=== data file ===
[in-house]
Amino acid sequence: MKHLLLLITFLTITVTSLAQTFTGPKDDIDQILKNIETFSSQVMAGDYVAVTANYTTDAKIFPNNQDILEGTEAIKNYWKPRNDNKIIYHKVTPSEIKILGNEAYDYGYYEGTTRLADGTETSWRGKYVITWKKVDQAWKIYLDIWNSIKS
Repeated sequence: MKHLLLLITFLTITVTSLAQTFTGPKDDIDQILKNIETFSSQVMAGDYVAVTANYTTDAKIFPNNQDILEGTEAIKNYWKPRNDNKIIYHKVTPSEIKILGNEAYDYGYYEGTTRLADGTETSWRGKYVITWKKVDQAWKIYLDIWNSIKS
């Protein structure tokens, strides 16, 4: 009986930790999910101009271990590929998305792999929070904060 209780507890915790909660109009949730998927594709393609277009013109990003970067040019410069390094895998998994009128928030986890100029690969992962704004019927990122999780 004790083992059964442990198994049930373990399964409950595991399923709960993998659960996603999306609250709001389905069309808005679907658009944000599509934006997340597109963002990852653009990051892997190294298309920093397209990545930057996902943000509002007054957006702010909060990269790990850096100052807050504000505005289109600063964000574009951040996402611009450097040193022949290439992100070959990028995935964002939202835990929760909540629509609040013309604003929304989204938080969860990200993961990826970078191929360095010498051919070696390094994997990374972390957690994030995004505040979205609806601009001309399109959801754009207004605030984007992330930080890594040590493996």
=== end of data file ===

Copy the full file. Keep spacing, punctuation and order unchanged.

[in-house]
Amino acid sequence: MKHLLLLITFLTITVTSLAQTFTGPKDDIDQILKNIETFSSQVMAGDYVAVTANYTTDAKIFPNNQDILEGTEAIKNYWKPRNDNKIIYHKVTPSEIKILGNEAYDYGYYEGTTRLADGTETSWRGKYVITWKKVDQAWKIYLDIWNSIKS
Repeated sequence: MKHLLLLITFLTITVTSLAQTFTGPKDDIDQILKNIETFSSQVMAGDYVAVTANYTTDAKIFPNNQDILEGTEAIKNYWKPRNDNKIIYHKVTPSEIKILGNEAYDYGYYEGTTRLADGTETSWRGKYVITWKKVDQAWKIYLDIWNSIKS
């Protein structure tokens, strides 16, 4: 009986930790999910101009271990590929998305792999929070904060 209780507890915790909660109009949730998927594709393609277009013109990003970067040019410069390094895998998994009128928030986890100029690969992962704004019927990122999780 004790083992059964442990198994049930373990399964409950595991399923709960993998659960996603999306609250709001389905069309808005679907658009944000599509934006997340597109963002990852653009990051892997190294298309920093397209990545930057996902943000509002007054957006702010909060990269790990850096100052807050504000505005289109600063964000574009951040996402611009450097040193022949290439992100070959990028995935964002939202835990929760909540629509609040013309604003929304989204938080969860990200993961990826970078191929360095010498051919070696390094994997990374972390957690994030995004505040979205609806601009001309399109959801754009207004605030984007992330930080890594040590493996």